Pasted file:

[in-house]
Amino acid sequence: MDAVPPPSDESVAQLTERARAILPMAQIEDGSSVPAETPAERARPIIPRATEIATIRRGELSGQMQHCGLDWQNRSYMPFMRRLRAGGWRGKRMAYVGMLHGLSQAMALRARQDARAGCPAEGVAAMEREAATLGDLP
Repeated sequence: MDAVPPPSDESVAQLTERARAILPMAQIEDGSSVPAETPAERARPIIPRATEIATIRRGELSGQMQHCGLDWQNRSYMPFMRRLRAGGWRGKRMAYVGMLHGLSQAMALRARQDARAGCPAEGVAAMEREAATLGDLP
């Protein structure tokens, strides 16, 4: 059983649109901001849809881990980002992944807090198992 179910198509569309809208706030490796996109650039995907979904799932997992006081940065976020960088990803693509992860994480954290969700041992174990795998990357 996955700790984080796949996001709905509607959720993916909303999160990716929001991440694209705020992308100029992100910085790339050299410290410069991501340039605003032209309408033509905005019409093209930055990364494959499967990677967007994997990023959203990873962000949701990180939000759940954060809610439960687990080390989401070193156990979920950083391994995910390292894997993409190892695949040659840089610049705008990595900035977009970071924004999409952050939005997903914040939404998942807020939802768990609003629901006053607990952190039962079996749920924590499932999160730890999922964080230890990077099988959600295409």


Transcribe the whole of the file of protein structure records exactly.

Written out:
[in-house]
Amino acid sequence: MDAVPPPSDESVAQLTERARAILPMAQIEDGSSVPAETPAERARPIIPRATEIATIRRGELSGQMQHCGLDWQNRSYMPFMRRLRAGGWRGKRMAYVGMLHGLSQAMALRARQDARAGCPAEGVAAMEREAATLGDLP
Repeated sequence: MDAVPPPSDESVAQLTERARAILPMAQIEDGSSVPAETPAERARPIIPRATEIATIRRGELSGQMQHCGLDWQNRSYMPFMRRLRAGGWRGKRMAYVGMLHGLSQAMALRARQDARAGCPAEGVAAMEREAATLGDLP
């Protein structure tokens, strides 16, 4: 059983649109901001849809881990980002992944807090198992 179910198509569309809208706030490796996109650039995907979904799932997992006081940065976020960088990803693509992860994480954290969700041992174990795998990357 996955700790984080796949996001709905509607959720993916909303999160990716929001991440694209705020992308100029992100910085790339050299410290410069991501340039605003032209309408033509905005019409093209930055990364494959499967990677967007994997990023959203990873962000949701990180939000759940954060809610439960687990080390989401070193156990979920950083391994995910390292894997993409190892695949040659840089610049705008990595900035977009970071924004999409952050939005997903914040939404998942807020939802768990609003629901006053607990952190039962079996749920924590499932999160730890999922964080230890990077099988959600295409």